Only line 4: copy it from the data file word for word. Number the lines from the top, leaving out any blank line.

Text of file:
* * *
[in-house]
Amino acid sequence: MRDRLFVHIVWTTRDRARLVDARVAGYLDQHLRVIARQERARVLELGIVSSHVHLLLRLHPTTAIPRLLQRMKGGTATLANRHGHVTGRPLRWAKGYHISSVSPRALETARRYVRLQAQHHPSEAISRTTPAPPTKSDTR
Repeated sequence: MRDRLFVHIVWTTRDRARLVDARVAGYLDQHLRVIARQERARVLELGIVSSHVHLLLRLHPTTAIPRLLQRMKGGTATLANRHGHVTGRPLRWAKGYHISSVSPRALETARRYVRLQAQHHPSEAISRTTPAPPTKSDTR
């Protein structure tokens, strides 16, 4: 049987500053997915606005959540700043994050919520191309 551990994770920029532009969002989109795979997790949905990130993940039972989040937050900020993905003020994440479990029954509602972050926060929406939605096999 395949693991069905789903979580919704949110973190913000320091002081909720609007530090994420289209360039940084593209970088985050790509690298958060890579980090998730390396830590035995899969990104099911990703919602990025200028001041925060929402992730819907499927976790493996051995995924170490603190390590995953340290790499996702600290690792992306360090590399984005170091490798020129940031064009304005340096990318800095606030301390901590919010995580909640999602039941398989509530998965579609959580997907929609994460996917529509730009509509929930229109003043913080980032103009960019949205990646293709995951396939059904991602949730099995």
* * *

């Protein structure tokens, strides 16, 4: 049987500053997915606005959540700043994050919520191309 551990994770920029532009969002989109795979997790949905990130993940039972989040937050900020993905003020994440479990029954509602972050926060929406939605096999 395949693991069905789903979580919704949110973190913000320091002081909720609007530090994420289209360039940084593209970088985050790509690298958060890579980090998730390396830590035995899969990104099911990703919602990025200028001041925060929402992730819907499927976790493996051995995924170490603190390590995953340290790499996702600290690792992306360090590399984005170091490798020129940031064009304005340096990318800095606030301390901590919010995580909640999602039941398989509530998965579609959580997907929609994460996917529509730009509509929930229109003043913080980032103009960019949205990646293709995951396939059904991602949730099995």